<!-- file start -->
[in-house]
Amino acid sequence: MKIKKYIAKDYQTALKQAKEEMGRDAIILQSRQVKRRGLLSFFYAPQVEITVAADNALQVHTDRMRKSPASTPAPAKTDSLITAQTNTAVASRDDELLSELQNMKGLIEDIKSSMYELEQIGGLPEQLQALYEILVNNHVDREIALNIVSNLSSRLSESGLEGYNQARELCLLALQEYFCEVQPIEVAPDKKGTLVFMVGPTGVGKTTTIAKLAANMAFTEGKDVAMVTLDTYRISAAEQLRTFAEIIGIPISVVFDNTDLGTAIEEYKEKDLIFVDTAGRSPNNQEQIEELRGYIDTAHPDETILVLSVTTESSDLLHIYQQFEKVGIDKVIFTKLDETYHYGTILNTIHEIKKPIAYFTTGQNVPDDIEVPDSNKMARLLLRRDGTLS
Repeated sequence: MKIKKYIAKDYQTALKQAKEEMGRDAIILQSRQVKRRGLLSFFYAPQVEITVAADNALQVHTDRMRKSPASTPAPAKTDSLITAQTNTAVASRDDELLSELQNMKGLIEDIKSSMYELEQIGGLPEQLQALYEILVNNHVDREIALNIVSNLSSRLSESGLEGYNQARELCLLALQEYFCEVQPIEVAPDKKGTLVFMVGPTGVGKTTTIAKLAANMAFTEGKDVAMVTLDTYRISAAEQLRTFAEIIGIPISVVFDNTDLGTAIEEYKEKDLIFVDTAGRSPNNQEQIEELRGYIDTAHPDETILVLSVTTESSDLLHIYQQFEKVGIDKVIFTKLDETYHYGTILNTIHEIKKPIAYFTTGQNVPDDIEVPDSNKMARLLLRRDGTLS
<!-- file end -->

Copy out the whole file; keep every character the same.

[in-house]
Amino acid sequence: MKIKKYIAKDYQTALKQAKEEMGRDAIILQSRQVKRRGLLSFFYAPQVEITVAADNALQVHTDRMRKSPASTPAPAKTDSLITAQTNTAVASRDDELLSELQNMKGLIEDIKSSMYELEQIGGLPEQLQALYEILVNNHVDREIALNIVSNLSSRLSESGLEGYNQARELCLLALQEYFCEVQPIEVAPDKKGTLVFMVGPTGVGKTTTIAKLAANMAFTEGKDVAMVTLDTYRISAAEQLRTFAEIIGIPISVVFDNTDLGTAIEEYKEKDLIFVDTAGRSPNNQEQIEELRGYIDTAHPDETILVLSVTTESSDLLHIYQQFEKVGIDKVIFTKLDETYHYGTILNTIHEIKKPIAYFTTGQNVPDDIEVPDSNKMARLLLRRDGTLS
Repeated sequence: MKIKKYIAKDYQTALKQAKEEMGRDAIILQSRQVKRRGLLSFFYAPQVEITVAADNALQVHTDRMRKSPASTPAPAKTDSLITAQTNTAVASRDDELLSELQNMKGLIEDIKSSMYELEQIGGLPEQLQALYEILVNNHVDREIALNIVSNLSSRLSESGLEGYNQARELCLLALQEYFCEVQPIEVAPDKKGTLVFMVGPTGVGKTTTIAKLAANMAFTEGKDVAMVTLDTYRISAAEQLRTFAEIIGIPISVVFDNTDLGTAIEEYKEKDLIFVDTAGRSPNNQEQIEELRGYIDTAHPDETILVLSVTTESSDLLHIYQQFEKVGIDKVIFTKLDETYHYGTILNTIHEIKKPIAYFTTGQNVPDDIEVPDSNKMARLLLRRDGTLS